Why Music Notes Start With CPosted by Mike Schuck
Let’s talk about notes for a minute. A note is just someone singing or making sounds that you recognize as part of a song, right?
A note can be sung, whispered, whistled, or made with anything from your mouth (singing) to something else your body uses to make music (whistling).
Most songs are set up like a story — there’s an introduction, a setting, a climax, and then a resolution. The same thing happens in music theory!
The most basic element we will look at here is the note. A note is the smallest chunk of sound that anyone sings, whispers, hums, or yells exactly like what makes up a song you know, such as a few chords and some lyrics.
Music theorists use the term pitch to refer to the part people typically speak about when they discuss notes. Some writers may also use tone or intensity to describe how high or low a note is, but we will stick with pitch here since it seems more clear-cut.
This article will focus only on major, minor, and natural harmonic scales. We will not go into any sort of position scale, octave scale, or other types of musical structure at this time. If you are already familiar with those concepts, feel free to dive in!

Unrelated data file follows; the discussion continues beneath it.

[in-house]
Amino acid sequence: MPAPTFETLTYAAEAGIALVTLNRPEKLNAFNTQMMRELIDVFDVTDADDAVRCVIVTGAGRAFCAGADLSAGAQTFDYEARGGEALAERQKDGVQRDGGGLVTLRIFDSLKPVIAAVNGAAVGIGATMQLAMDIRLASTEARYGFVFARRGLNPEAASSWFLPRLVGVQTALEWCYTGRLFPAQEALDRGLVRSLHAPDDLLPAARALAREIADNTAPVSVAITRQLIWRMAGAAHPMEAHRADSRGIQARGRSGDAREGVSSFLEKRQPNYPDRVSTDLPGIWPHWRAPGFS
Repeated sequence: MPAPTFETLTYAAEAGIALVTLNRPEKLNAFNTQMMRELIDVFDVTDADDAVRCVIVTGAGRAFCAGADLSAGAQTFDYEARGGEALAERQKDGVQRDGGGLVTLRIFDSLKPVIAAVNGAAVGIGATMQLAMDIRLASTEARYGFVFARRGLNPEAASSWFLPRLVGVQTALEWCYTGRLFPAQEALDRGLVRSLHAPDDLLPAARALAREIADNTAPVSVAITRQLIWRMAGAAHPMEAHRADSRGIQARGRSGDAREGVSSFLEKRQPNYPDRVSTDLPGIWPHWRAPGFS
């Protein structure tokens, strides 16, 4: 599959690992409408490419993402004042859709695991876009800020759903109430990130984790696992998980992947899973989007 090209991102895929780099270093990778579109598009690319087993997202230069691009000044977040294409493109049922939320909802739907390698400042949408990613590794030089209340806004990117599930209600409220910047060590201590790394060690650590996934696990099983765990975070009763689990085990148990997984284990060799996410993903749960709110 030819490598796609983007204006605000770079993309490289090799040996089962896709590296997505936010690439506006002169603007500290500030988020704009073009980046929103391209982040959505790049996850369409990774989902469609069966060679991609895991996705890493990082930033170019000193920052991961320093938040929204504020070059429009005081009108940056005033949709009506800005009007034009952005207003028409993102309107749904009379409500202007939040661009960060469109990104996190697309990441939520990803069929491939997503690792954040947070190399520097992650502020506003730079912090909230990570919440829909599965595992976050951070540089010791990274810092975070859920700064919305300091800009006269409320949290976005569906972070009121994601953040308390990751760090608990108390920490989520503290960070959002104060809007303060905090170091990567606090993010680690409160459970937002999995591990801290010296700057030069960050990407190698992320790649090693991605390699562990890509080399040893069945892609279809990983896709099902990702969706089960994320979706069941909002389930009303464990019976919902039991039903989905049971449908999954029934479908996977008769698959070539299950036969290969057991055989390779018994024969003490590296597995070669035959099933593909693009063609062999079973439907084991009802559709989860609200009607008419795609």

What is the tonic note?
That is the main idea of a piece written down.
Helpful tips to start playing the piano
The first note of the music notes chart is the familiar, beautiful, and powerful chord that we use as our base song! This chord is known as the root chord or starting chord.
The next few chords in the music notes chart are all related to the root chord. They are called relative chords because they contain the root chord but differ from it by one note. These chords are also referred to as extensions or alterations of the root chord.
By learning these chords, you will be able to not only recognize how to play some popular songs, but you can also learn about the relationships between chords. For example, the second chord in the music notes chart contains the third interval (third degree) of the root chord.
This means that if you take the second chord and move its third note up a perfect fifth, you get an octave higher note. An octave is just doubling the natural scale so your G-major chord becomes A-natural major (also know as the Major Scale).